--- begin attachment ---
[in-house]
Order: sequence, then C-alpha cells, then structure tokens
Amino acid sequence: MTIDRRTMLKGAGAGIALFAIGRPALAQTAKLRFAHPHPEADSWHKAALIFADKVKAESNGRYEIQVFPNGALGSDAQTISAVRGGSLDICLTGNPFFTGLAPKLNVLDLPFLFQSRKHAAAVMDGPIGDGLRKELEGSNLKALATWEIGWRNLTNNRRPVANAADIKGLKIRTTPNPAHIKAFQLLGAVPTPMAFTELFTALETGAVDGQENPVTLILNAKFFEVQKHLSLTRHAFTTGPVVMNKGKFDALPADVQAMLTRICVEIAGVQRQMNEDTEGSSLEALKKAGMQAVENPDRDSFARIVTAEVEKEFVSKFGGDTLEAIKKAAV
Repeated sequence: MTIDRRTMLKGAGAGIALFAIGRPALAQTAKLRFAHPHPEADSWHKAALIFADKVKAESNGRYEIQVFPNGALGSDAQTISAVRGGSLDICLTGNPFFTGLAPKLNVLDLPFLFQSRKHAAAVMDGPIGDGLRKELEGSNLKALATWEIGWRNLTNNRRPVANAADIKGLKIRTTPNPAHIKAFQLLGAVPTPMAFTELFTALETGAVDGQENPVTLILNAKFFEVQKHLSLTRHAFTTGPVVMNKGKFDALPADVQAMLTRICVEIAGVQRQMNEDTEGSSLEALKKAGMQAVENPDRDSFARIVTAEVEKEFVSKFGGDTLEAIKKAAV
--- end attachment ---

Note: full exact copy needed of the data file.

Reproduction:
[in-house]
Order: sequence, then C-alpha cells, then structure tokens
Amino acid sequence: MTIDRRTMLKGAGAGIALFAIGRPALAQTAKLRFAHPHPEADSWHKAALIFADKVKAESNGRYEIQVFPNGALGSDAQTISAVRGGSLDICLTGNPFFTGLAPKLNVLDLPFLFQSRKHAAAVMDGPIGDGLRKELEGSNLKALATWEIGWRNLTNNRRPVANAADIKGLKIRTTPNPAHIKAFQLLGAVPTPMAFTELFTALETGAVDGQENPVTLILNAKFFEVQKHLSLTRHAFTTGPVVMNKGKFDALPADVQAMLTRICVEIAGVQRQMNEDTEGSSLEALKKAGMQAVENPDRDSFARIVTAEVEKEFVSKFGGDTLEAIKKAAV
Repeated sequence: MTIDRRTMLKGAGAGIALFAIGRPALAQTAKLRFAHPHPEADSWHKAALIFADKVKAESNGRYEIQVFPNGALGSDAQTISAVRGGSLDICLTGNPFFTGLAPKLNVLDLPFLFQSRKHAAAVMDGPIGDGLRKELEGSNLKALATWEIGWRNLTNNRRPVANAADIKGLKIRTTPNPAHIKAFQLLGAVPTPMAFTELFTALETGAVDGQENPVTLILNAKFFEVQKHLSLTRHAFTTGPVVMNKGKFDALPADVQAMLTRICVEIAGVQRQMNEDTEGSSLEALKKAGMQAVENPDRDSFARIVTAEVEKEFVSKFGGDTLEAIKKAAV